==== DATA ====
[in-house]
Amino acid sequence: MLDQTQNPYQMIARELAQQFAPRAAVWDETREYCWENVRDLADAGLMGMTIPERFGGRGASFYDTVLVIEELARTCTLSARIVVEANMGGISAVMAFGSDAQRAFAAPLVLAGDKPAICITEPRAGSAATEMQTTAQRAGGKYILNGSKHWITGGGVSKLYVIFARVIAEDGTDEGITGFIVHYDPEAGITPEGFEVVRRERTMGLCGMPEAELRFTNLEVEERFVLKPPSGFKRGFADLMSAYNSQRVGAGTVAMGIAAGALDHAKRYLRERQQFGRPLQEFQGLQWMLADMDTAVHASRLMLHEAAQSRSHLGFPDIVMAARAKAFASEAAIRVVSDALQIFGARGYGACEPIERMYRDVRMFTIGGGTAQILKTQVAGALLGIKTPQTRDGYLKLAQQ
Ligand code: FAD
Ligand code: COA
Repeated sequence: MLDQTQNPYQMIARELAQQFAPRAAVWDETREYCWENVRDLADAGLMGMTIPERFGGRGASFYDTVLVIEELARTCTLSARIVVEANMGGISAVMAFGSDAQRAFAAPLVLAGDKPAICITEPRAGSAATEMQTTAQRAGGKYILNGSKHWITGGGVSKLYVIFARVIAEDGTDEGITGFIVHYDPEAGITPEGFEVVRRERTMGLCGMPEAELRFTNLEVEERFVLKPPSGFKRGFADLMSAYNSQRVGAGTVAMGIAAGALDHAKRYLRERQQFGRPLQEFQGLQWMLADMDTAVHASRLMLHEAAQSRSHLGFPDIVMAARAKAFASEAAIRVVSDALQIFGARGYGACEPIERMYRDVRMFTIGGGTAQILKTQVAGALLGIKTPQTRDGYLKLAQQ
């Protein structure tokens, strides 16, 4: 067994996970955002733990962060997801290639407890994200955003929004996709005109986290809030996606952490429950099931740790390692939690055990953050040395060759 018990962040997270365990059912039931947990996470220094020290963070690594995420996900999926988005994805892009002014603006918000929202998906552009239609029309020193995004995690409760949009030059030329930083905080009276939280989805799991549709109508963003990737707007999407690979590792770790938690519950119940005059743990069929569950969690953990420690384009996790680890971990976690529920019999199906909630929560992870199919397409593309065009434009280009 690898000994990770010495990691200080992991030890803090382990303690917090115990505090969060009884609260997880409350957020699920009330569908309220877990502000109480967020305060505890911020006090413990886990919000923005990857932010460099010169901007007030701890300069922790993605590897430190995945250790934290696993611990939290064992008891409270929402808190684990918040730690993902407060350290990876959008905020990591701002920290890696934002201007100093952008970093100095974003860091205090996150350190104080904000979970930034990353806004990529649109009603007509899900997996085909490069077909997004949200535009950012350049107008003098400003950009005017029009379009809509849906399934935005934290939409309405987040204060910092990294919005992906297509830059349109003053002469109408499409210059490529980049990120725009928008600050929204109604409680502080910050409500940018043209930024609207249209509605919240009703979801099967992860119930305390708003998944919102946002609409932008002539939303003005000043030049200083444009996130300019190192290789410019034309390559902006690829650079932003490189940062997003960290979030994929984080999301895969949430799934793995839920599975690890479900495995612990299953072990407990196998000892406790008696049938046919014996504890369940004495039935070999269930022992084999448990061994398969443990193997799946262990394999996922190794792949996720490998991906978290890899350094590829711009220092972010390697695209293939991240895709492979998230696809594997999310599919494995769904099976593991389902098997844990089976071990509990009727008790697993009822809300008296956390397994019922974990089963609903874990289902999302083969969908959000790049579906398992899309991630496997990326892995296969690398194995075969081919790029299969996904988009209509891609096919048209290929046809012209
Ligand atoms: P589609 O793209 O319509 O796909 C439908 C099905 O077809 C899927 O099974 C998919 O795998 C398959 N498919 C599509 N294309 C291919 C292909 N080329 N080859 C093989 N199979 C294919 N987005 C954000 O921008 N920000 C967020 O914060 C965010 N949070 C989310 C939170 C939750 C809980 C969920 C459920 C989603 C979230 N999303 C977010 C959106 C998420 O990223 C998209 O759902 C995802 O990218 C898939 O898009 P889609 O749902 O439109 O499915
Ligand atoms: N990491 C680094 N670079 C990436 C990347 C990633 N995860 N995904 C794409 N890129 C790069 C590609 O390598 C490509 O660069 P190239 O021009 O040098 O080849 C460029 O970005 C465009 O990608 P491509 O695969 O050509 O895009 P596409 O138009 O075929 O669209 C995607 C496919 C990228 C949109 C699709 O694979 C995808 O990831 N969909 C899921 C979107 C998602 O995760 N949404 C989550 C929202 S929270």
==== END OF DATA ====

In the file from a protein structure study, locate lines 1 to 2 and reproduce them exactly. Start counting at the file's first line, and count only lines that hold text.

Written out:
[in-house]
Amino acid sequence: MLDQTQNPYQMIARELAQQFAPRAAVWDETREYCWENVRDLADAGLMGMTIPERFGGRGASFYDTVLVIEELARTCTLSARIVVEANMGGISAVMAFGSDAQRAFAAPLVLAGDKPAICITEPRAGSAATEMQTTAQRAGGKYILNGSKHWITGGGVSKLYVIFARVIAEDGTDEGITGFIVHYDPEAGITPEGFEVVRRERTMGLCGMPEAELRFTNLEVEERFVLKPPSGFKRGFADLMSAYNSQRVGAGTVAMGIAAGALDHAKRYLRERQQFGRPLQEFQGLQWMLADMDTAVHASRLMLHEAAQSRSHLGFPDIVMAARAKAFASEAAIRVVSDALQIFGARGYGACEPIERMYRDVRMFTIGGGTAQILKTQVAGALLGIKTPQTRDGYLKLAQQ